Continuously I suggest to you that you have good posture. That is because posture is a sort of proof of your mind situation, a reflection of the invisible part of your life which penetrates your body, your physical condition. It helps to start with good posture, and let your mind ride on good breath, on smooth, deep, even breath coming in and going out, which keeps you from slipping from the present moment. As soon as you forget your breath, mind-phenomena color your breath, and all sorts of movies go on in that breath, and your body continuously reflects whatever goes on in those personal movies. We like to just let these movies go and forget them, or maybe finish them, but I don't want to say just forget them. The one who keeps watching, who keeps letting the whole thing happen is a very important part of yourself. It is not necessarily the judgmental part of yourself, but just the observing part.
Student: I've been feeling I have a zillion problems and that if I work I'll just explode. It's hard to sit if you really have something to work through. Then I'm afraid of sitting.
Kobun: Where are you going, doing so many things? There must be a reason to choose many things to do. Are you going somewhere? Then you can start sitting first, then do things one by one afterwards. If you want to go somewhere and have so many things to do, sitting is foolish. You should go and do them. Sitting is the rediscovery of your basic strength and your clarity. When you begin to do things, actually there are not so many choices. What you really want to do is always one or two things.
Student: I think I know that if we have the right attitude and good effort, that our practice extends to everything we do. Nevertheless, I still find myself feeling guilty at times when I don't sit when sitting is scheduled, because the children want to do something else, or I don't feel good. The guilt doesn't seem natural. What attitude is right not to feel this distinction between our all-pervasive practice and our sitting practice?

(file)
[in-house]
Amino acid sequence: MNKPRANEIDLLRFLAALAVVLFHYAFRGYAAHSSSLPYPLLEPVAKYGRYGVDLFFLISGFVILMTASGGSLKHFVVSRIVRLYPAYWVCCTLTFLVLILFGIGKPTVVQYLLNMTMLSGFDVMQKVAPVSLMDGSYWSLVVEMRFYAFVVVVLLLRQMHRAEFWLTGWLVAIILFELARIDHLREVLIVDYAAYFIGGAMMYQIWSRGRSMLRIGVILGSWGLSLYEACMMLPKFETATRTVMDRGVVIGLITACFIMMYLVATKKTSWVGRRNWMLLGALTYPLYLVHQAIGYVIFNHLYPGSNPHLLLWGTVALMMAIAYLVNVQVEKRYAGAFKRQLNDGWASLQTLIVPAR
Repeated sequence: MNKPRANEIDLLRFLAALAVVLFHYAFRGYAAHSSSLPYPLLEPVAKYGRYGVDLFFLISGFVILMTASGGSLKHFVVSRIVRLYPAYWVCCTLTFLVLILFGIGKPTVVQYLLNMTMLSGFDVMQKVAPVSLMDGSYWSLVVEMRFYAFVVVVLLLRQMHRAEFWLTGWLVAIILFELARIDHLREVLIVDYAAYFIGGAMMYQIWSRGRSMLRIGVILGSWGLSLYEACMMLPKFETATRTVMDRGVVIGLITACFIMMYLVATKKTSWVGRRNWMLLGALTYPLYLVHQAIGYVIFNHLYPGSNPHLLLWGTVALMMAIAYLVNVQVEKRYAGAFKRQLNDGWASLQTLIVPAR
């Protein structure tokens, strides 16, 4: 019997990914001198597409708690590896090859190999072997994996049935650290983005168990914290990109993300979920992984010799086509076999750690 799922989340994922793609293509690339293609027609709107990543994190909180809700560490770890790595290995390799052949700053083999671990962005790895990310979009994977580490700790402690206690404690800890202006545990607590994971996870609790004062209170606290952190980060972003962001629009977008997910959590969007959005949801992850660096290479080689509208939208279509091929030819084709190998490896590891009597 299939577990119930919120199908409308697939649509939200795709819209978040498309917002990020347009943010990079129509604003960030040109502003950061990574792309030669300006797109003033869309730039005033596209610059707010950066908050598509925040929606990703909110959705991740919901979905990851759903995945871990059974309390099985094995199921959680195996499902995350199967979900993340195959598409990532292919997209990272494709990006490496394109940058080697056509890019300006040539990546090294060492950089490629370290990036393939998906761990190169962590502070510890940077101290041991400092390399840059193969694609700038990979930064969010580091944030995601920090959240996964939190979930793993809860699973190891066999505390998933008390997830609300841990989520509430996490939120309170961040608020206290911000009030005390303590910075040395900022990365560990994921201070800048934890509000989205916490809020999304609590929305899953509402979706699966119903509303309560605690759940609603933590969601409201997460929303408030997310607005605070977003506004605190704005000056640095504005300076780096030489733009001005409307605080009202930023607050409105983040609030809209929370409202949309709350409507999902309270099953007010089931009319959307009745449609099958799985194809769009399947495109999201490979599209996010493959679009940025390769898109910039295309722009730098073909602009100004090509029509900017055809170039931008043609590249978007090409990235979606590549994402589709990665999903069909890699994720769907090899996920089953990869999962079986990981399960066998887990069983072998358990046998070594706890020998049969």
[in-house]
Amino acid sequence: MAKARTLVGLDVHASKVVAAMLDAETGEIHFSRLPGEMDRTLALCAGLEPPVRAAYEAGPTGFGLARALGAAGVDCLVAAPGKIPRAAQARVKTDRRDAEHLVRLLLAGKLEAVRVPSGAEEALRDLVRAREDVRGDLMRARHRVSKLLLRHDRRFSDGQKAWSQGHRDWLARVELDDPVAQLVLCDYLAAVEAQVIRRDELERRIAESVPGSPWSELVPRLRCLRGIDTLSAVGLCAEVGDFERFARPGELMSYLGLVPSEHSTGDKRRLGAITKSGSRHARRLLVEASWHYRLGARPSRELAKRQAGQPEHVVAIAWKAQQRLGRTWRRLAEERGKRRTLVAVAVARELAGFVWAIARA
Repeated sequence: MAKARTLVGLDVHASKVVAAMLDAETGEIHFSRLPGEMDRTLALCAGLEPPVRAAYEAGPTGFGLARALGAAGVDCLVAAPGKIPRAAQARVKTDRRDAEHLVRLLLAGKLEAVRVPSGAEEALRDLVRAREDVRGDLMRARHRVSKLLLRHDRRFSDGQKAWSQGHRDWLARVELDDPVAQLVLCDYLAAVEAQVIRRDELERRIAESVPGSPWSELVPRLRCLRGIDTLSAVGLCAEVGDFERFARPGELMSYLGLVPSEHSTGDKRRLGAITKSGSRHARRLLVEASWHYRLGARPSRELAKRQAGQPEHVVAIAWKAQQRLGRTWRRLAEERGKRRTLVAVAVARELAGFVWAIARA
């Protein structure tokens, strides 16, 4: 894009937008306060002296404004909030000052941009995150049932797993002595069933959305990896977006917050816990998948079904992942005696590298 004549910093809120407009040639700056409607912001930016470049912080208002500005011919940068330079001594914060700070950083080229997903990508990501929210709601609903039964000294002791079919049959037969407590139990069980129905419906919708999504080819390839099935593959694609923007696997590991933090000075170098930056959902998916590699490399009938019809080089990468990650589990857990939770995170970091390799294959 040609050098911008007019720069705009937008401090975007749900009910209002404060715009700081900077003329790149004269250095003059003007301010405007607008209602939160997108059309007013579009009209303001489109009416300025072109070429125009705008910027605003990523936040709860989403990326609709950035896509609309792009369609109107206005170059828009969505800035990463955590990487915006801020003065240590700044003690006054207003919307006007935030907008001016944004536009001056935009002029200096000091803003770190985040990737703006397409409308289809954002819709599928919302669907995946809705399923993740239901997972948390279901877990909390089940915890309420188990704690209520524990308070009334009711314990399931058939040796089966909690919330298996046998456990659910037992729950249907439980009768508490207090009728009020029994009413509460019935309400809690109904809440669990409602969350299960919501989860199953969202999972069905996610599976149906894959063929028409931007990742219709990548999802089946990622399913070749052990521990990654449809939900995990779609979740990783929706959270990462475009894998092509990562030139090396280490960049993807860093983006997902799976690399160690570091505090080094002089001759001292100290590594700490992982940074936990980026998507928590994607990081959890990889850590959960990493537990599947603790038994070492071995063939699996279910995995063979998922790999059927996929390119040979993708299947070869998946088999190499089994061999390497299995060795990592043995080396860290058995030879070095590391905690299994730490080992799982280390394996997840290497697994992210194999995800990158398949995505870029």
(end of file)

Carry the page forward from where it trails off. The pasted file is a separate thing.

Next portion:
Kobun: Guilt isn't actually what is involved here. If you are sorry to you, that is all. If a sitting opportunity comes, but you have lots of obligations which you wish to be involved with, if you do them, you have to miss the sitting. This struggle goes on always, actually. In other words, most of the day we feel sorry about missing sitting. We feel like little mice running around and around. If you didn't do that, you could do the real thing that you want to do. So there is very deep suffering.
The right attitude is to develop your faith in the contents of zazen. You cannot get out of this zazen, even if you jump on a jet plane to fly away from zazen. Alas, in the jet plane jumped Buddha. Zazen mind is an enormously big thing. Getting up and taking care of things is in that big mind.